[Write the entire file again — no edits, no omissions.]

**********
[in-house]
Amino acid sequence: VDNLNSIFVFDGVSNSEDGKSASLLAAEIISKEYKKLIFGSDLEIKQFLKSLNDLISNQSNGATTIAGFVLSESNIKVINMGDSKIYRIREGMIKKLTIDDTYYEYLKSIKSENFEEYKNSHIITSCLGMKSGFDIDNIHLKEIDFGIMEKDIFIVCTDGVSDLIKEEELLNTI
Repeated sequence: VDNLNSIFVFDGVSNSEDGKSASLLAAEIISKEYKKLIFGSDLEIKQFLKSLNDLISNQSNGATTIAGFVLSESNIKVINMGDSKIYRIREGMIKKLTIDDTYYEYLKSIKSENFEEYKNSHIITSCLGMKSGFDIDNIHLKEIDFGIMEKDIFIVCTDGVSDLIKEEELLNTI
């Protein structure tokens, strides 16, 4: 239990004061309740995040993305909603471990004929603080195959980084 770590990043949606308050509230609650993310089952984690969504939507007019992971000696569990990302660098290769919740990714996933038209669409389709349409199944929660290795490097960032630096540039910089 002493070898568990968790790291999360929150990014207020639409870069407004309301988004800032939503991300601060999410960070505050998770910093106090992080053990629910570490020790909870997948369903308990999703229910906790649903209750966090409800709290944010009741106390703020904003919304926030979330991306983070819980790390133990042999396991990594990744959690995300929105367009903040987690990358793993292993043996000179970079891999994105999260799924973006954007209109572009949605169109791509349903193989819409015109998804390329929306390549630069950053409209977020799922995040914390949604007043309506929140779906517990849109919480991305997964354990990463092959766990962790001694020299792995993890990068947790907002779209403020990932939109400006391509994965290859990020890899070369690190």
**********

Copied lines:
[in-house]
Amino acid sequence: VDNLNSIFVFDGVSNSEDGKSASLLAAEIISKEYKKLIFGSDLEIKQFLKSLNDLISNQSNGATTIAGFVLSESNIKVINMGDSKIYRIREGMIKKLTIDDTYYEYLKSIKSENFEEYKNSHIITSCLGMKSGFDIDNIHLKEIDFGIMEKDIFIVCTDGVSDLIKEEELLNTI
Repeated sequence: VDNLNSIFVFDGVSNSEDGKSASLLAAEIISKEYKKLIFGSDLEIKQFLKSLNDLISNQSNGATTIAGFVLSESNIKVINMGDSKIYRIREGMIKKLTIDDTYYEYLKSIKSENFEEYKNSHIITSCLGMKSGFDIDNIHLKEIDFGIMEKDIFIVCTDGVSDLIKEEELLNTI
């Protein structure tokens, strides 16, 4: 239990004061309740995040993305909603471990004929603080195959980084 770590990043949606308050509230609650993310089952984690969504939507007019992971000696569990990302660098290769919740990714996933038209669409389709349409199944929660290795490097960032630096540039910089 002493070898568990968790790291999360929150990014207020639409870069407004309301988004800032939503991300601060999410960070505050998770910093106090992080053990629910570490020790909870997948369903308990999703229910906790649903209750966090409800709290944010009741106390703020904003919304926030979330991306983070819980790390133990042999396991990594990744959690995300929105367009903040987690990358793993292993043996000179970079891999994105999260799924973006954007209109572009949605169109791509349903193989819409015109998804390329929306390549630069950053409209977020799922995040914390949604007043309506929140779906517990849109919480991305997964354990990463092959766990962790001694020299792995993890990068947790907002779209403020990932939109400006391509994965290859990020890899070369690190």